We will continue to see more of a “buy on the dip” situation in gold, albeit at a very slow pace.
The gold markets fell initially during the trading session on Friday, reaching down towards the $1850 level before turning around and showing signs of life again. This is a market that recently has broken out of significant resistance, and the action on Friday only solidified the idea that it could go higher. Gold is being thought of as a way to beat inflation at the moment, and as long as we will get some type of major spike in US yields, it is very likely that we will continue to see overall upward pressure.
The $1850 level is a large, round, psychologically significant figure, which is an area that previously had been resistance. Furthermore, that support is backed up by a downtrend line that we had broken out of and the 50-day EMA. We recently had the “golden cross” that a lot of longer-term people will pay close attention to. With that in mind, I think the whole idea of the support underneath should continue to lift this market. If we can break above the highs of the candlesticks from earlier in the week, that could open up the possibility of a move towards the $2000 level, possibly even the $2100 level. Furthermore, you should keep in mind that although we have not wiped out all of the selling from before, we have most certainly seen a whole lot of upward pressure.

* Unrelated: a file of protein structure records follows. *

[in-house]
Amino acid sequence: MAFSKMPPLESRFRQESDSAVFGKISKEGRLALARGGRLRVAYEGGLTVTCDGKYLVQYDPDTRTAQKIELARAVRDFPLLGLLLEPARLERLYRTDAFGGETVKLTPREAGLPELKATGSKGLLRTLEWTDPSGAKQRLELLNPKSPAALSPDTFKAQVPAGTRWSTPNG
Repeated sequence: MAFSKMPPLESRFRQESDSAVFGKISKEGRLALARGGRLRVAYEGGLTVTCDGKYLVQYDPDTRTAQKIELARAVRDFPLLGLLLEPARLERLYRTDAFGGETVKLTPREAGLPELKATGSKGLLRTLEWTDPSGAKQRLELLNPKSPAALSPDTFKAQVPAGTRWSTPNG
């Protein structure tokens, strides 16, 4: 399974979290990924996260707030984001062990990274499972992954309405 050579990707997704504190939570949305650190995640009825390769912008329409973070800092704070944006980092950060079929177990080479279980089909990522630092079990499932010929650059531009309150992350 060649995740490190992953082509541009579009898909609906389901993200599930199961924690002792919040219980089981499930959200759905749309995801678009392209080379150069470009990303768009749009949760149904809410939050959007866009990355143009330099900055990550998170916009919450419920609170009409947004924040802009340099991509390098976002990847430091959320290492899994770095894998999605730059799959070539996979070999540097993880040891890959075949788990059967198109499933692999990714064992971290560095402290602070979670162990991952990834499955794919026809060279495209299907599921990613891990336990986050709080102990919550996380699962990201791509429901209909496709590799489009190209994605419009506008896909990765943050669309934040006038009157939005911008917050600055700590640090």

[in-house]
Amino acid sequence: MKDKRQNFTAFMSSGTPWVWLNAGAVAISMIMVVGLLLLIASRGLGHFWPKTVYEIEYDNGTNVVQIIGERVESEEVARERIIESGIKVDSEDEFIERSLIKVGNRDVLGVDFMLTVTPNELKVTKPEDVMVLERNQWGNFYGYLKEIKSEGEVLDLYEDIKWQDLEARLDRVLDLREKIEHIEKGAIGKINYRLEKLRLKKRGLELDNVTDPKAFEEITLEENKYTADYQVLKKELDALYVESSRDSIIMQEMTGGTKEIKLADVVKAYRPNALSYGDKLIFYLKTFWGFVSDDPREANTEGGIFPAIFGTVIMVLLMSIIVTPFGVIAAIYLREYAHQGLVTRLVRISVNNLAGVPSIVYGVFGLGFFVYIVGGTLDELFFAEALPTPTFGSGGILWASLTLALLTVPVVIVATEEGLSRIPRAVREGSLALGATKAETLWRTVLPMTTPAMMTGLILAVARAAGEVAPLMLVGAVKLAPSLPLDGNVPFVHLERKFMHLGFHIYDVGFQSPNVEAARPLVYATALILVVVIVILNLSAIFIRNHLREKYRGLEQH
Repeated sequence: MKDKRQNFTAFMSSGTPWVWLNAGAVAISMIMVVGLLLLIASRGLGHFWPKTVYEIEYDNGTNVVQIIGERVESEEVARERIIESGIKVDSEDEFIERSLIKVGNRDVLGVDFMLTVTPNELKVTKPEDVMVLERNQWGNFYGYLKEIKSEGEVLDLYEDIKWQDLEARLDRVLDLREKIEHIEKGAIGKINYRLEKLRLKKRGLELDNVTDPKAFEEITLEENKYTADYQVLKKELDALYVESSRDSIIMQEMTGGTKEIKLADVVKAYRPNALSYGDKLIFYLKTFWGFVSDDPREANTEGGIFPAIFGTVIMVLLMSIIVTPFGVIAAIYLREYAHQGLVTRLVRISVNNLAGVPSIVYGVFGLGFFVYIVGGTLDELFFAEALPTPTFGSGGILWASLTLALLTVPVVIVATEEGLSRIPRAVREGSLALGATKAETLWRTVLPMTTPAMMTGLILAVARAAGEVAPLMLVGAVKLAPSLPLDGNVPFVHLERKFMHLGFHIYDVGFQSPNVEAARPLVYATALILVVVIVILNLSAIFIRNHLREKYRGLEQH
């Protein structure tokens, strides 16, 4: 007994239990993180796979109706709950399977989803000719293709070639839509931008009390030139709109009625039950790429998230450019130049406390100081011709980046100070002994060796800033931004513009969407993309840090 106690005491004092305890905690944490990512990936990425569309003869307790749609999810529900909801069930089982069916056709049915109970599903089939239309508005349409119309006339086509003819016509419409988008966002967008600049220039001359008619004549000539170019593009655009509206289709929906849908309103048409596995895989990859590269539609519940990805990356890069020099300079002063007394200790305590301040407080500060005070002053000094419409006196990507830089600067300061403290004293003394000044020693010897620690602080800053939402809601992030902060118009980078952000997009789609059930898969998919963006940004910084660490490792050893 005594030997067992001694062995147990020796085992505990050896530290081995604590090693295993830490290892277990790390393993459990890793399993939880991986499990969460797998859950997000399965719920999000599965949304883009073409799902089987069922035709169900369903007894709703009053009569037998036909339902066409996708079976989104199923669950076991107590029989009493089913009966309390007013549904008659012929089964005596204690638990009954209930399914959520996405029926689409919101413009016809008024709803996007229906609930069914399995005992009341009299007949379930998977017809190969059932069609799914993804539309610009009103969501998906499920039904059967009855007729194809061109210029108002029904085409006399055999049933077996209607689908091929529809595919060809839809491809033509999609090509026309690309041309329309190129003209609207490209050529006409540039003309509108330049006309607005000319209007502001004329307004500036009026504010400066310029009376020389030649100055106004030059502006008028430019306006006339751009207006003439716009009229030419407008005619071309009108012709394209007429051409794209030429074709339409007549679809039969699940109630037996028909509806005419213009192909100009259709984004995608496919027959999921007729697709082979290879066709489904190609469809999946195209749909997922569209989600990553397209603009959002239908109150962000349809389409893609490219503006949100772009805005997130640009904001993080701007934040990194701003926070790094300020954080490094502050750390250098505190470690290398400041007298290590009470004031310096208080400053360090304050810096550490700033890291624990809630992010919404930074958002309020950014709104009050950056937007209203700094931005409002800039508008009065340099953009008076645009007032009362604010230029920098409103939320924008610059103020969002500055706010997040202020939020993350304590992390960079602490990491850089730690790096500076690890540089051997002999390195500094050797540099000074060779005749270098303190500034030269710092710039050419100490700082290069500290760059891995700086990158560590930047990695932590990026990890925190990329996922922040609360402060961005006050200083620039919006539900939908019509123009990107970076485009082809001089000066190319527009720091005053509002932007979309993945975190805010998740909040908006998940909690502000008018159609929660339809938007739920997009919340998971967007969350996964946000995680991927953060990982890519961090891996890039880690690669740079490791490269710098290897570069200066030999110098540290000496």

That being said, if we were to break down below the previous uptrend line, that probably would send gold much lower. This will be especially true if yields in the bond market get out of control, or if the US dollar strengthens in general. At this point though, that does not look likely to be the case, so I think we will continue to see more of a “buy on the dip” situation in gold, albeit at a very slow pace. Market participants will continue to look at this market through the prism of positivity, so it is difficult to fight that argument. I would be adding slowly and would not be overly excited to build up a huge position right away because of the inherent volatility of gold markets in general. I would also keep an eye on that US Dollar Index chart because it could lead the way as well, as it does tend to have a strong negative correlation.